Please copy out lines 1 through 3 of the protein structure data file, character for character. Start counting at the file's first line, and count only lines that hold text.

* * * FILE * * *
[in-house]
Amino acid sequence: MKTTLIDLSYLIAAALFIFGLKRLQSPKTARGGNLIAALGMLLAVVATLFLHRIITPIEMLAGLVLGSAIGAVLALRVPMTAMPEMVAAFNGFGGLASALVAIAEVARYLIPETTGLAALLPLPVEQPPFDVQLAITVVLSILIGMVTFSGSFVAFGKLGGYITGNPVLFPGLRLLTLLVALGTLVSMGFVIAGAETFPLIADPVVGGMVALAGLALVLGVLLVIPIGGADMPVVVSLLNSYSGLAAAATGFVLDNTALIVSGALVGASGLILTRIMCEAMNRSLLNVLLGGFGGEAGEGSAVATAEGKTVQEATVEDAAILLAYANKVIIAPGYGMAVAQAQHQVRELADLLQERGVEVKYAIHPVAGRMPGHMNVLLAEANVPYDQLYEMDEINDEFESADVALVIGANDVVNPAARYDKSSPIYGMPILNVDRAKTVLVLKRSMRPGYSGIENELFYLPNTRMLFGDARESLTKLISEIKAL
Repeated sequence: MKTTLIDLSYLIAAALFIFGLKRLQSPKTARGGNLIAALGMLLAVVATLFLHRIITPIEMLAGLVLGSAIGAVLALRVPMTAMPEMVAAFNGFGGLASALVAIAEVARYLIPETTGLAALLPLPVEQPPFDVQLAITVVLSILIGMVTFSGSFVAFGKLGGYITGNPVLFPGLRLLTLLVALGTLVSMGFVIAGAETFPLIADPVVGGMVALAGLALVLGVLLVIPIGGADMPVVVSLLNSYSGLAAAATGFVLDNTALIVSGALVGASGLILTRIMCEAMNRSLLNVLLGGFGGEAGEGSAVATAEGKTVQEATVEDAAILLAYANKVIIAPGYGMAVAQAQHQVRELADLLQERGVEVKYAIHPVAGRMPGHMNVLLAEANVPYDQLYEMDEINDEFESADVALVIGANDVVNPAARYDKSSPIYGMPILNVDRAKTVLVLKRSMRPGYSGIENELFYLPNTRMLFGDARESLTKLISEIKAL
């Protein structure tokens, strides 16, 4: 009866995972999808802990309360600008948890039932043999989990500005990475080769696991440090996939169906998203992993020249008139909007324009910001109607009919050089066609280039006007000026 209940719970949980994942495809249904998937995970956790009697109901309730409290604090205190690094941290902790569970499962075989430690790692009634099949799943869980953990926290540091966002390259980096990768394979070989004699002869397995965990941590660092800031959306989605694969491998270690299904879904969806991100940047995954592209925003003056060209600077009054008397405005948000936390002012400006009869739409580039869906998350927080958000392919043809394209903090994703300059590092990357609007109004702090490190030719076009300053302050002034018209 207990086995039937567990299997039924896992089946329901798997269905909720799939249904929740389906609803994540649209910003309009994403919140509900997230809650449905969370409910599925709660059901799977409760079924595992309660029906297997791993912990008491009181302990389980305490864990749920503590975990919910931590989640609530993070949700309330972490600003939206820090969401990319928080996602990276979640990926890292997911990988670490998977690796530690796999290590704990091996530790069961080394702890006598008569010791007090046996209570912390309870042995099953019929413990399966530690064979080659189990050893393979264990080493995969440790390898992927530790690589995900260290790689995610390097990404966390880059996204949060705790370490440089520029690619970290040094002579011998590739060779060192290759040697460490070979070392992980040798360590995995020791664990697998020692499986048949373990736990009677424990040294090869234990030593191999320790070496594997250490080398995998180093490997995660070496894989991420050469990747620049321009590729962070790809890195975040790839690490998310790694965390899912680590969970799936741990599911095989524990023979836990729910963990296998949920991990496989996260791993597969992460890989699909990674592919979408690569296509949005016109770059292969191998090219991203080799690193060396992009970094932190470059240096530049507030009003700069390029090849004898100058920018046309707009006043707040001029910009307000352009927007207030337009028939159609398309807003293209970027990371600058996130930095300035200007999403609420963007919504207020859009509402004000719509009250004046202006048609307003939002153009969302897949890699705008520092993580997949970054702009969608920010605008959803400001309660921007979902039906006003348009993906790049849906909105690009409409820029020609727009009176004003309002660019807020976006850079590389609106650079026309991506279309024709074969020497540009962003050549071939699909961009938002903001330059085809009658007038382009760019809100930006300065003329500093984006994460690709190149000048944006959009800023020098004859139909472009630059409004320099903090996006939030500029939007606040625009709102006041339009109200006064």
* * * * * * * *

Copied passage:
[in-house]
Amino acid sequence: MKTTLIDLSYLIAAALFIFGLKRLQSPKTARGGNLIAALGMLLAVVATLFLHRIITPIEMLAGLVLGSAIGAVLALRVPMTAMPEMVAAFNGFGGLASALVAIAEVARYLIPETTGLAALLPLPVEQPPFDVQLAITVVLSILIGMVTFSGSFVAFGKLGGYITGNPVLFPGLRLLTLLVALGTLVSMGFVIAGAETFPLIADPVVGGMVALAGLALVLGVLLVIPIGGADMPVVVSLLNSYSGLAAAATGFVLDNTALIVSGALVGASGLILTRIMCEAMNRSLLNVLLGGFGGEAGEGSAVATAEGKTVQEATVEDAAILLAYANKVIIAPGYGMAVAQAQHQVRELADLLQERGVEVKYAIHPVAGRMPGHMNVLLAEANVPYDQLYEMDEINDEFESADVALVIGANDVVNPAARYDKSSPIYGMPILNVDRAKTVLVLKRSMRPGYSGIENELFYLPNTRMLFGDARESLTKLISEIKAL
Repeated sequence: MKTTLIDLSYLIAAALFIFGLKRLQSPKTARGGNLIAALGMLLAVVATLFLHRIITPIEMLAGLVLGSAIGAVLALRVPMTAMPEMVAAFNGFGGLASALVAIAEVARYLIPETTGLAALLPLPVEQPPFDVQLAITVVLSILIGMVTFSGSFVAFGKLGGYITGNPVLFPGLRLLTLLVALGTLVSMGFVIAGAETFPLIADPVVGGMVALAGLALVLGVLLVIPIGGADMPVVVSLLNSYSGLAAAATGFVLDNTALIVSGALVGASGLILTRIMCEAMNRSLLNVLLGGFGGEAGEGSAVATAEGKTVQEATVEDAAILLAYANKVIIAPGYGMAVAQAQHQVRELADLLQERGVEVKYAIHPVAGRMPGHMNVLLAEANVPYDQLYEMDEINDEFESADVALVIGANDVVNPAARYDKSSPIYGMPILNVDRAKTVLVLKRSMRPGYSGIENELFYLPNTRMLFGDARESLTKLISEIKAL